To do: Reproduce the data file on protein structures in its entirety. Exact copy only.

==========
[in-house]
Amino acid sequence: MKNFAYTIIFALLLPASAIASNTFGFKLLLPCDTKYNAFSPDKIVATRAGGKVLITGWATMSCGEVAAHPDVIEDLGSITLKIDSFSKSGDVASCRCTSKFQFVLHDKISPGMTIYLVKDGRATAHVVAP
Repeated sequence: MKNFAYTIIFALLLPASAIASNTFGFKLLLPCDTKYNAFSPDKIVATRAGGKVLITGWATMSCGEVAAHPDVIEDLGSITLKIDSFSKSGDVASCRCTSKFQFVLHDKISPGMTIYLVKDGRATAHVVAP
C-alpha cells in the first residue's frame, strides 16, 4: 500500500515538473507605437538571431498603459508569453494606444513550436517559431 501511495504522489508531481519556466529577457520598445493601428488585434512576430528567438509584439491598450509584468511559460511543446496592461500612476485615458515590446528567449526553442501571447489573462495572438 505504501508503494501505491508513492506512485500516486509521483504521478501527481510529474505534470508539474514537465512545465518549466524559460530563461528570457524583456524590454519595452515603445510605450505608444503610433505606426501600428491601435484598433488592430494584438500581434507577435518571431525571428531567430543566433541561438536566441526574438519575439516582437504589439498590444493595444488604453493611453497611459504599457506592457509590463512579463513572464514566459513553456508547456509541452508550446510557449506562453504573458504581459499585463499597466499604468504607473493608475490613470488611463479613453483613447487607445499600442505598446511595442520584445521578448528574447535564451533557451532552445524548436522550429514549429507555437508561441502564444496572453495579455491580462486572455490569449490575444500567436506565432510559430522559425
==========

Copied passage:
[in-house]
Amino acid sequence: MKNFAYTIIFALLLPASAIASNTFGFKLLLPCDTKYNAFSPDKIVATRAGGKVLITGWATMSCGEVAAHPDVIEDLGSITLKIDSFSKSGDVASCRCTSKFQFVLHDKISPGMTIYLVKDGRATAHVVAP
Repeated sequence: MKNFAYTIIFALLLPASAIASNTFGFKLLLPCDTKYNAFSPDKIVATRAGGKVLITGWATMSCGEVAAHPDVIEDLGSITLKIDSFSKSGDVASCRCTSKFQFVLHDKISPGMTIYLVKDGRATAHVVAP
C-alpha cells in the first residue's frame, strides 16, 4: 500500500515538473507605437538571431498603459508569453494606444513550436517559431 501511495504522489508531481519556466529577457520598445493601428488585434512576430528567438509584439491598450509584468511559460511543446496592461500612476485615458515590446528567449526553442501571447489573462495572438 505504501508503494501505491508513492506512485500516486509521483504521478501527481510529474505534470508539474514537465512545465518549466524559460530563461528570457524583456524590454519595452515603445510605450505608444503610433505606426501600428491601435484598433488592430494584438500581434507577435518571431525571428531567430543566433541561438536566441526574438519575439516582437504589439498590444493595444488604453493611453497611459504599457506592457509590463512579463513572464514566459513553456508547456509541452508550446510557449506562453504573458504581459499585463499597466499604468504607473493608475490613470488611463479613453483613447487607445499600442505598446511595442520584445521578448528574447535564451533557451532552445524548436522550429514549429507555437508561441502564444496572453495579455491580462486572455490569449490575444500567436506565432510559430522559425